Sunday, March 05, 2006

India vs. England: T1D5

Highlights from Day 5:

  • Javagal Srinath -- perhaps the highlight of the entire match for me was Srinath's confident pronouncement of a Monty Panesar no-ball. He requested the replay, and triumphantly pointed out that what we were watching was a massively illegal delivery, Panesar's toe being over the line, and the remainder of his foot behind it, but in the air. Now this is exactly the sort of thing we want our commentators to educate us about. Except for the fact that he was completely and utterly wrong. It turns out that a man who has played 67 Test Matches and 229 ODIS, has absolutely no idea what constitutes a no-ball. For the record, Javvy (with apologies to Nass), some part of your front foot, whether grounded OR RAISED, needs to be behind the crease. Better luck next time.
  • Wasim Jaffer -- here to stay, as simple as that. At least until the South Africa tour in December.
  • Virender Sehwag -- okay, so his second innings failure was no surprise to anybody, but England seem to have a good idea of how to bowl to him, and this may turn out to be the toughest series of his career to date.
  • The Pitch -- quite simply, it did not crumble. Perhaps this will go some way towards dispelling the myth that all Indian pitches crumble by tea on Day 2.
  • The Onslaught -- much ado about nothing, in my book - to the extent that there really wasn't ever any possibility of India pulling off the win. However, I think it was a tactically brilliant move to go on the attack. What it achieved was to make England really worry for the first time in the game, and that was evident in some of the body language on the field. Unsettling a first-time captain is a great strategy, and I wouldn't be surprised if next time England have a chance to declare, they end up delaying it a little too much with this effort back of mind.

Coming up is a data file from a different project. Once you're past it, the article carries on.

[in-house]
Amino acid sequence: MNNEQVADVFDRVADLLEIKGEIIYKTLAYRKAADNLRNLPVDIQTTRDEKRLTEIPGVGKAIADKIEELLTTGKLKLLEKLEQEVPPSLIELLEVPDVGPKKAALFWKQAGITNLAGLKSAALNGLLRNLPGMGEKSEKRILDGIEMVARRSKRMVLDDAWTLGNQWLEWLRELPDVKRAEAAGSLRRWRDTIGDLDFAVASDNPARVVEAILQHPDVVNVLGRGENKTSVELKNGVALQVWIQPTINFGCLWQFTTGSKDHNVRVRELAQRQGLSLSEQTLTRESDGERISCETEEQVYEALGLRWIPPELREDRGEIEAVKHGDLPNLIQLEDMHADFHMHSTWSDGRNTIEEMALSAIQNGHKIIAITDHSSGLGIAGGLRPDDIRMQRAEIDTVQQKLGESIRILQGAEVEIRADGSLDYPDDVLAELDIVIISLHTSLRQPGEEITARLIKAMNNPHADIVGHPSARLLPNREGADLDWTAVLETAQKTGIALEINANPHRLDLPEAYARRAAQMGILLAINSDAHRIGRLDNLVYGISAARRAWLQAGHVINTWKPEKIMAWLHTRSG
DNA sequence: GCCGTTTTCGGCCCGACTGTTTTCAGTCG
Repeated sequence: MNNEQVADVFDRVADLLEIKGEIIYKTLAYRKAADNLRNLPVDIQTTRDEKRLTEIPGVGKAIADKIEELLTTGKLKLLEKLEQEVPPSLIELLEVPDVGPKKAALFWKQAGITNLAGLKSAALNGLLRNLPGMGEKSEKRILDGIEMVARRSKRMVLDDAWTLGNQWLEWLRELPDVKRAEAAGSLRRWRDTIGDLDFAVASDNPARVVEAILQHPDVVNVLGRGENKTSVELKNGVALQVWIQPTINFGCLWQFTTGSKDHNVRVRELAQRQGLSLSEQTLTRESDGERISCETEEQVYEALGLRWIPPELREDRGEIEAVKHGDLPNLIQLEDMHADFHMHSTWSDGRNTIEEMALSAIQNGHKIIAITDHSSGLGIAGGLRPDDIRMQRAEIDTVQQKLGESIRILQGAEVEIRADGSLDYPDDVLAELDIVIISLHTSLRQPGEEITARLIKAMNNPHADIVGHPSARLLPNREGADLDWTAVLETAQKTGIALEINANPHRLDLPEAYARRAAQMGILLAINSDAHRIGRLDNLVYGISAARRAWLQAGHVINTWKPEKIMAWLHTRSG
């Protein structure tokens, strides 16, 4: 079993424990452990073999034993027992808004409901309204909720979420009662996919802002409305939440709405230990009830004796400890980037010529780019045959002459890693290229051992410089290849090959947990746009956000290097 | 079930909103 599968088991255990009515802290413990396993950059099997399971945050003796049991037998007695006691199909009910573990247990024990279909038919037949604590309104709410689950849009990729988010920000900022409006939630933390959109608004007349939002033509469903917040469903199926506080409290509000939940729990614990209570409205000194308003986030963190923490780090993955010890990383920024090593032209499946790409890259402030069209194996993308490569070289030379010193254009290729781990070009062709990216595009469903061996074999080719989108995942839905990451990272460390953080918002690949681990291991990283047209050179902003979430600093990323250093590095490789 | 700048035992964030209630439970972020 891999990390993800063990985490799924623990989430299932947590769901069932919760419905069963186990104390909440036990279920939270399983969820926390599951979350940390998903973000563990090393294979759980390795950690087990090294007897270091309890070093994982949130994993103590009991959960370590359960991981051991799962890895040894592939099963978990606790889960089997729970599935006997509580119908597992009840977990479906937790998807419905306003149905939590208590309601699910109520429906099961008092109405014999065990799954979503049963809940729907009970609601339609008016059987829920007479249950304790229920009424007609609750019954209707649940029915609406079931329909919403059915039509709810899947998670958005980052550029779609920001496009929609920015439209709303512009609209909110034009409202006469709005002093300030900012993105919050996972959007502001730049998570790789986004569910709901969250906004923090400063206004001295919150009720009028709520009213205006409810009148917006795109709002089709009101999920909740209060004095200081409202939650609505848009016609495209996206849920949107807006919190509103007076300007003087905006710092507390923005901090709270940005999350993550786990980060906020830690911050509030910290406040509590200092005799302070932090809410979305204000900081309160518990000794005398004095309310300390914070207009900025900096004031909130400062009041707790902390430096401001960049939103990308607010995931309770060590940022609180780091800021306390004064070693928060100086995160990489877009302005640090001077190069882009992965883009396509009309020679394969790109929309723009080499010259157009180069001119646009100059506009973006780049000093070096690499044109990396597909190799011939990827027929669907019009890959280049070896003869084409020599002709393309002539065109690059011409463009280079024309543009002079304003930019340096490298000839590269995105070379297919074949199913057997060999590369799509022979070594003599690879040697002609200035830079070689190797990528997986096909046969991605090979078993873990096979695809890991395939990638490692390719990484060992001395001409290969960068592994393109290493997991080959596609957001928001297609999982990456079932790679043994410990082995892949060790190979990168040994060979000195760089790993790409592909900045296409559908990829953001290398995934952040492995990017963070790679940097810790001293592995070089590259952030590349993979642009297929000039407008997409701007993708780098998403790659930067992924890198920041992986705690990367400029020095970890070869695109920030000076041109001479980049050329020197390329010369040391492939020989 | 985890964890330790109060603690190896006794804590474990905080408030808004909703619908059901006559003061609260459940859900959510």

So where do the teams go from here? The first innings of the match will be crucial at Mohali. Historically a high-scoring draw ground, there is always something in it for the pacemen early on.

England may well bring in Liam Plunkett to replace Ian Blackwell, who was spectacularly ineffective at Nagpur. Matthew Hoggard is clearly at the top of his game, and Steven Harmison can only get better. India will not have it easy against 4 seamers, with Monty Panesar having shown that he can be a deadly option.

India probably have no idea what they will do. Unsurprisingly, VRV Singh is out of the squad, and Munaf Patel back in - we'll refrain from commenting on the selection process there. Yuvraj Singh is back, and unfair as it is, he really has to come in to replace Mohammad Kaif. VVS Laxman has done well enough in recent series to warrant his place in the side. I doubt we'll see 5 bowlers picked, simply because it would be harsh on the two batsmen to miss out, and because India will need 6 batsmen if the pitch has anything to offer.

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